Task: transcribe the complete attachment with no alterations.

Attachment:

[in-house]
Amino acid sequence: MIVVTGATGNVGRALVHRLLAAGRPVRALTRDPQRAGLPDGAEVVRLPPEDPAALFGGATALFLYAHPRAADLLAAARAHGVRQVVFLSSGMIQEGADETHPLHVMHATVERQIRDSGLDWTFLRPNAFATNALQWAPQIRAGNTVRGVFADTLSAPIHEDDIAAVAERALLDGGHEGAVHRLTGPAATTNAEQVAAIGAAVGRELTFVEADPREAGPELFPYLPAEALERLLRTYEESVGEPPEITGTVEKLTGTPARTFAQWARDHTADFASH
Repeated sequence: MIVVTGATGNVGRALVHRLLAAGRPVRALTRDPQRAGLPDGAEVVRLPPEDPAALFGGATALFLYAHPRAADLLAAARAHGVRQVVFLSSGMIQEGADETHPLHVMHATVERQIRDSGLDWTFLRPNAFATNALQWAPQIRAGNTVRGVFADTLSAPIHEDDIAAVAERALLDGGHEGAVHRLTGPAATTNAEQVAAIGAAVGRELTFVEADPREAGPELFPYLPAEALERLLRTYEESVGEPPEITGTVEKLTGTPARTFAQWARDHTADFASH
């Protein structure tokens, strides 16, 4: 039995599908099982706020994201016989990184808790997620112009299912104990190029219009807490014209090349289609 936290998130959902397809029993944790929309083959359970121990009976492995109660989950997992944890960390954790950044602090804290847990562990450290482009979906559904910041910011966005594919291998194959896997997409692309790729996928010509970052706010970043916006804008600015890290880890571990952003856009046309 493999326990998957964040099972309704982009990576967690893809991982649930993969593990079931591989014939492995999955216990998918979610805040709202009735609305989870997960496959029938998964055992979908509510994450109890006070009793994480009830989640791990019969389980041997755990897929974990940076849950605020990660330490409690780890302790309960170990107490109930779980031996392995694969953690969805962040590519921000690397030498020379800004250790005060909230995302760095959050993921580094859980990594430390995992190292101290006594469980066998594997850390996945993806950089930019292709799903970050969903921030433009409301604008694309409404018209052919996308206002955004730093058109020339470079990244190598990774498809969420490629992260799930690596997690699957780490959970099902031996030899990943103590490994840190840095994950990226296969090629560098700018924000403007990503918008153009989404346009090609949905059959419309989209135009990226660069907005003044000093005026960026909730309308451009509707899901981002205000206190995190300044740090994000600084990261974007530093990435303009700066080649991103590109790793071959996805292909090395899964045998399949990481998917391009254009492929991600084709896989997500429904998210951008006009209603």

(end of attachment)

[in-house]
Amino acid sequence: MIVVTGATGNVGRALVHRLLAAGRPVRALTRDPQRAGLPDGAEVVRLPPEDPAALFGGATALFLYAHPRAADLLAAARAHGVRQVVFLSSGMIQEGADETHPLHVMHATVERQIRDSGLDWTFLRPNAFATNALQWAPQIRAGNTVRGVFADTLSAPIHEDDIAAVAERALLDGGHEGAVHRLTGPAATTNAEQVAAIGAAVGRELTFVEADPREAGPELFPYLPAEALERLLRTYEESVGEPPEITGTVEKLTGTPARTFAQWARDHTADFASH
Repeated sequence: MIVVTGATGNVGRALVHRLLAAGRPVRALTRDPQRAGLPDGAEVVRLPPEDPAALFGGATALFLYAHPRAADLLAAARAHGVRQVVFLSSGMIQEGADETHPLHVMHATVERQIRDSGLDWTFLRPNAFATNALQWAPQIRAGNTVRGVFADTLSAPIHEDDIAAVAERALLDGGHEGAVHRLTGPAATTNAEQVAAIGAAVGRELTFVEADPREAGPELFPYLPAEALERLLRTYEESVGEPPEITGTVEKLTGTPARTFAQWARDHTADFASH
């Protein structure tokens, strides 16, 4: 039995599908099982706020994201016989990184808790997620112009299912104990190029219009807490014209090349289609 936290998130959902397809029993944790929309083959359970121990009976492995109660989950997992944890960390954790950044602090804290847990562990450290482009979906559904910041910011966005594919291998194959896997997409692309790729996928010509970052706010970043916006804008600015890290880890571990952003856009046309 493999326990998957964040099972309704982009990576967690893809991982649930993969593990079931591989014939492995999955216990998918979610805040709202009735609305989870997960496959029938998964055992979908509510994450109890006070009793994480009830989640791990019969389980041997755990897929974990940076849950605020990660330490409690780890302790309960170990107490109930779980031996392995694969953690969805962040590519921000690397030498020379800004250790005060909230995302760095959050993921580094859980990594430390995992190292101290006594469980066998594997850390996945993806950089930019292709799903970050969903921030433009409301604008694309409404018209052919996308206002955004730093058109020339470079990244190598990774498809969420490629992260799930690596997690699957780490959970099902031996030899990943103590490994840190840095994950990226296969090629560098700018924000403007990503918008153009989404346009090609949905059959419309989209135009990226660069907005003044000093005026960026909730309308451009509707899901981002205000206190995190300044740090994000600084990261974007530093990435303009700066080649991103590109790793071959996805292909090395899964045998399949990481998917391009254009492929991600084709896989997500429904998210951008006009209603």